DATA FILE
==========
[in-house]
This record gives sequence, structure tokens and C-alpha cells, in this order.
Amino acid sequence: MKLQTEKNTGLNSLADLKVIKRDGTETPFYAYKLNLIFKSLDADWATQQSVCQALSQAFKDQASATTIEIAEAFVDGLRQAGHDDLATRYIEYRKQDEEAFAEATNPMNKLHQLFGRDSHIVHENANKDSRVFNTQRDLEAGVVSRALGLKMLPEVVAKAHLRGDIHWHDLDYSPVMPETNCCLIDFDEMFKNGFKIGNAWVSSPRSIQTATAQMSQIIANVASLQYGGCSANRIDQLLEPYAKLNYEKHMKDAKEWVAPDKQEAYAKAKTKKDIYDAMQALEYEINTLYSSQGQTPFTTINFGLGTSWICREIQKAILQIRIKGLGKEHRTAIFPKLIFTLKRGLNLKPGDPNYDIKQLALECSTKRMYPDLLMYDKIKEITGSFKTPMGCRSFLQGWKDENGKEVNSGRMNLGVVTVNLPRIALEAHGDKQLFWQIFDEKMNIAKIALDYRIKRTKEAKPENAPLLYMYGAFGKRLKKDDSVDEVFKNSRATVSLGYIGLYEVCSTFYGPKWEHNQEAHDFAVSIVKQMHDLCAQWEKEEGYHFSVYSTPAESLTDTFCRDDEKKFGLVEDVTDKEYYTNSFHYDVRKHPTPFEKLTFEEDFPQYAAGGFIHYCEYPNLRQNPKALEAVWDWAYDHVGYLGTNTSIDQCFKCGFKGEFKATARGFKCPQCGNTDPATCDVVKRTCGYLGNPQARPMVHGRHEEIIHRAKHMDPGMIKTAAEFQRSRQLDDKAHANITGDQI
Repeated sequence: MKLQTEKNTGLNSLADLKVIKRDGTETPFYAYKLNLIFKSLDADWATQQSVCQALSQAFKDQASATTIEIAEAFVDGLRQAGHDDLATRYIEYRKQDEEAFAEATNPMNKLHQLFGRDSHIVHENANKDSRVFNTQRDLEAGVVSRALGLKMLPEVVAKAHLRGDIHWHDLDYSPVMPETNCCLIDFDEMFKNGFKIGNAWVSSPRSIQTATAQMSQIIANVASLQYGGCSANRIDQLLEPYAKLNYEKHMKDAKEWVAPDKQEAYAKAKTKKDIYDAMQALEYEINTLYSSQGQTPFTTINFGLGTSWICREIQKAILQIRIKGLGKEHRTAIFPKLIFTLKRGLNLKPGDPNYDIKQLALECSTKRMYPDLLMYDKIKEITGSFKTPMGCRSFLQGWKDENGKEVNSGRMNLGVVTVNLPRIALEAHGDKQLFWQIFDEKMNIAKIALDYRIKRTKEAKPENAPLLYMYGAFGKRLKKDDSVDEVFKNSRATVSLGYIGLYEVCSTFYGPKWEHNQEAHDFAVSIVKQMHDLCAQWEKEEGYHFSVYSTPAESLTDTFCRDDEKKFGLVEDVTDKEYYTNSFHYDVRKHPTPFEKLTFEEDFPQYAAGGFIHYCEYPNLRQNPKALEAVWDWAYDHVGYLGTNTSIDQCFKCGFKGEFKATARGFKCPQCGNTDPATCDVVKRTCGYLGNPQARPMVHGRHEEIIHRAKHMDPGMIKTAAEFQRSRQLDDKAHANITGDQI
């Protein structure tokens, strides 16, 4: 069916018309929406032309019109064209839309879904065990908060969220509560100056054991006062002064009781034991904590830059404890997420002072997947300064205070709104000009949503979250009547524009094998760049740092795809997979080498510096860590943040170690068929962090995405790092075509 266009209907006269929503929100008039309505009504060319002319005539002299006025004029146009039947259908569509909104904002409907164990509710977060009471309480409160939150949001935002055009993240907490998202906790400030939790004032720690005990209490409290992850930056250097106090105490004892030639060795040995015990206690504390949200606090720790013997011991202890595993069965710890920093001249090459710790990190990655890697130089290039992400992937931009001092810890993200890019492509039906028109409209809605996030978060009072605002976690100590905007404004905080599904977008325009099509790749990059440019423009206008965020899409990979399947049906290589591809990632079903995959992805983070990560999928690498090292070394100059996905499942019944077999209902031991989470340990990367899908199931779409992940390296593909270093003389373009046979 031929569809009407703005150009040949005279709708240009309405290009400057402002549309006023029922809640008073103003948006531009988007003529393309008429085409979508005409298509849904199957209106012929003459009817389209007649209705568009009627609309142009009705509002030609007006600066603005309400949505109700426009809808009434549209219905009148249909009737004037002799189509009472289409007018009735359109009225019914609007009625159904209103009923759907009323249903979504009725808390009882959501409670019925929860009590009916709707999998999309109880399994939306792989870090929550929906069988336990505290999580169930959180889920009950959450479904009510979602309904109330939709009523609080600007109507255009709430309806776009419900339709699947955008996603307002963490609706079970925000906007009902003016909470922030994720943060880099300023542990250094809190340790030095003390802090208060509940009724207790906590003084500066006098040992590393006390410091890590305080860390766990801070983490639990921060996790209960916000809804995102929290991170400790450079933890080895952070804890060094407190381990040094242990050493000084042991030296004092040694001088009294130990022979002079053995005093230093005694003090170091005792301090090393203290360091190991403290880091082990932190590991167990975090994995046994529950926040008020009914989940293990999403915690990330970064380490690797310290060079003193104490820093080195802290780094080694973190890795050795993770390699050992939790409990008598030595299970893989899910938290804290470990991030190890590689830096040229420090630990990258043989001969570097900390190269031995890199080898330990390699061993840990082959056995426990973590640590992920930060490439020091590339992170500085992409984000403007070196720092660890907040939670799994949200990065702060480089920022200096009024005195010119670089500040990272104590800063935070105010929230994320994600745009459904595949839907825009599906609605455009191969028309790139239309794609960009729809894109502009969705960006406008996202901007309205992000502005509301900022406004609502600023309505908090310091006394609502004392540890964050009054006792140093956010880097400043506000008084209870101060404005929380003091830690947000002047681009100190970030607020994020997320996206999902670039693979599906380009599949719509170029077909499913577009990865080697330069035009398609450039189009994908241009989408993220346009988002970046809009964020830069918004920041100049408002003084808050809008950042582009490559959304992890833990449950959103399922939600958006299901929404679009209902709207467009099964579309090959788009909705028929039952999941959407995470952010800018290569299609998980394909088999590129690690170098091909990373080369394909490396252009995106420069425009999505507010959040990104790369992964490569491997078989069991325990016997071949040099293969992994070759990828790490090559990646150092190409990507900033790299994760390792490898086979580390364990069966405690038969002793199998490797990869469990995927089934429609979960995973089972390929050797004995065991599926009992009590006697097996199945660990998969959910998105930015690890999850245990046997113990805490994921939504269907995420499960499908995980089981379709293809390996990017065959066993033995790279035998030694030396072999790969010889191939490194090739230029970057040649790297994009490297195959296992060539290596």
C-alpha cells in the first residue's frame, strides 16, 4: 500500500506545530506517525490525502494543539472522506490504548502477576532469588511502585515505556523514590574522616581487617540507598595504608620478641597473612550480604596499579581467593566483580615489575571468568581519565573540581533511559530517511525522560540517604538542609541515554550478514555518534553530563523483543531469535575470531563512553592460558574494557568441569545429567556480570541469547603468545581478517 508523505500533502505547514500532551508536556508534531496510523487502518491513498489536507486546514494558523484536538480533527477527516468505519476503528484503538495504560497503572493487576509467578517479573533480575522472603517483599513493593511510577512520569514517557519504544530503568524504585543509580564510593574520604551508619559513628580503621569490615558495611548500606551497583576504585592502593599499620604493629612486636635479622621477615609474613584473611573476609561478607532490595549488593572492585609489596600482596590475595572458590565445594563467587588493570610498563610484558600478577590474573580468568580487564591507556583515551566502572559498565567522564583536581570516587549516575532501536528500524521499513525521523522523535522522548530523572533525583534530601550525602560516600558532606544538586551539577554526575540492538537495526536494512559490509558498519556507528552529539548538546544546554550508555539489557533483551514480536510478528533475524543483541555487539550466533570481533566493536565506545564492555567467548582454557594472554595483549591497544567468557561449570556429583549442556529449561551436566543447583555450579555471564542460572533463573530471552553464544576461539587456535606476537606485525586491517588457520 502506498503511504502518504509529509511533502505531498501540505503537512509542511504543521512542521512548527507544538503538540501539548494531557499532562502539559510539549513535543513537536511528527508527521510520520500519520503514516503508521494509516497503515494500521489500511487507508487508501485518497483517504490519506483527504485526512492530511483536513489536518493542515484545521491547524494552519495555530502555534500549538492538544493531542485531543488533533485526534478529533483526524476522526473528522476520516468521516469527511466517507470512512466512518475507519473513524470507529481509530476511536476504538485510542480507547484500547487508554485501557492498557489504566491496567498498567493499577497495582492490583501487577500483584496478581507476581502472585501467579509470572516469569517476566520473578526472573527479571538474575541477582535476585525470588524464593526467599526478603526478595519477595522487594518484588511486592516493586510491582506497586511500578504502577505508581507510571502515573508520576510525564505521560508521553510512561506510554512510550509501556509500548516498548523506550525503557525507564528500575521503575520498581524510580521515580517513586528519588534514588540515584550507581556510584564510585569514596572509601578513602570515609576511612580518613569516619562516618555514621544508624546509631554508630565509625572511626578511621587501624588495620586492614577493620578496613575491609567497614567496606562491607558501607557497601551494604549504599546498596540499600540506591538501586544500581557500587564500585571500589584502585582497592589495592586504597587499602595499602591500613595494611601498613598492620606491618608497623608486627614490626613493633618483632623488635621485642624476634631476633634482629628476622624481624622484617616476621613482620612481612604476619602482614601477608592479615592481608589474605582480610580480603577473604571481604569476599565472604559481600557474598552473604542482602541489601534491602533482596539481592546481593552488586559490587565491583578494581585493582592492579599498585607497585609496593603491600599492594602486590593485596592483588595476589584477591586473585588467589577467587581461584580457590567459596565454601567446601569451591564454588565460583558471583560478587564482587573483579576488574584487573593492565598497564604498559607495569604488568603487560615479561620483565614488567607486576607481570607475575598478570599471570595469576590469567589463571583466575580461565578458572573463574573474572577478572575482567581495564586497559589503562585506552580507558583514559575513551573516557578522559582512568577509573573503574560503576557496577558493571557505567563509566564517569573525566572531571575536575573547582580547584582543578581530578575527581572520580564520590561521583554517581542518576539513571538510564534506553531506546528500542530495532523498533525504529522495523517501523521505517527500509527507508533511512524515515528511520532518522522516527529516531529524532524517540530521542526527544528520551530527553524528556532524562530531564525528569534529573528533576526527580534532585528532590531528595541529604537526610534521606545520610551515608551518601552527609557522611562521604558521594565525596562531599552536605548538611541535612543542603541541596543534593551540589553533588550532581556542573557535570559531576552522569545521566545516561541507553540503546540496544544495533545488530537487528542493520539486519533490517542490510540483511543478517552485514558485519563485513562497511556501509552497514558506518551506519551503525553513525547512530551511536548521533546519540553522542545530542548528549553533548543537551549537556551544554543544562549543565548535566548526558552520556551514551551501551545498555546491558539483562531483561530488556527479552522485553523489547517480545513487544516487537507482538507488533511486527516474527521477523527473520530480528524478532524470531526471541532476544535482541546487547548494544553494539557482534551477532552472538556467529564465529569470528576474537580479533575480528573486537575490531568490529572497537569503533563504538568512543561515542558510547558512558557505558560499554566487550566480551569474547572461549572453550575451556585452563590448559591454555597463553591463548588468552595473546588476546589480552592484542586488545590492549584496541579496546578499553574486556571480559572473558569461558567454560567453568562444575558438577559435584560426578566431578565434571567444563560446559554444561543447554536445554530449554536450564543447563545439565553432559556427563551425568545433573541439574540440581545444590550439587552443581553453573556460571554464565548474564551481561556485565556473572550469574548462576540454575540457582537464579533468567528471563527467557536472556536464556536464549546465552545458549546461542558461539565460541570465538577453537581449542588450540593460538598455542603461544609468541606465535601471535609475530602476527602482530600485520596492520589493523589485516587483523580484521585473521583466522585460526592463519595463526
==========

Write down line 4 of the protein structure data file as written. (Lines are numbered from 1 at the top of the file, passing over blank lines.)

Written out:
Repeated sequence: MKLQTEKNTGLNSLADLKVIKRDGTETPFYAYKLNLIFKSLDADWATQQSVCQALSQAFKDQASATTIEIAEAFVDGLRQAGHDDLATRYIEYRKQDEEAFAEATNPMNKLHQLFGRDSHIVHENANKDSRVFNTQRDLEAGVVSRALGLKMLPEVVAKAHLRGDIHWHDLDYSPVMPETNCCLIDFDEMFKNGFKIGNAWVSSPRSIQTATAQMSQIIANVASLQYGGCSANRIDQLLEPYAKLNYEKHMKDAKEWVAPDKQEAYAKAKTKKDIYDAMQALEYEINTLYSSQGQTPFTTINFGLGTSWICREIQKAILQIRIKGLGKEHRTAIFPKLIFTLKRGLNLKPGDPNYDIKQLALECSTKRMYPDLLMYDKIKEITGSFKTPMGCRSFLQGWKDENGKEVNSGRMNLGVVTVNLPRIALEAHGDKQLFWQIFDEKMNIAKIALDYRIKRTKEAKPENAPLLYMYGAFGKRLKKDDSVDEVFKNSRATVSLGYIGLYEVCSTFYGPKWEHNQEAHDFAVSIVKQMHDLCAQWEKEEGYHFSVYSTPAESLTDTFCRDDEKKFGLVEDVTDKEYYTNSFHYDVRKHPTPFEKLTFEEDFPQYAAGGFIHYCEYPNLRQNPKALEAVWDWAYDHVGYLGTNTSIDQCFKCGFKGEFKATARGFKCPQCGNTDPATCDVVKRTCGYLGNPQARPMVHGRHEEIIHRAKHMDPGMIKTAAEFQRSRQLDDKAHANITGDQI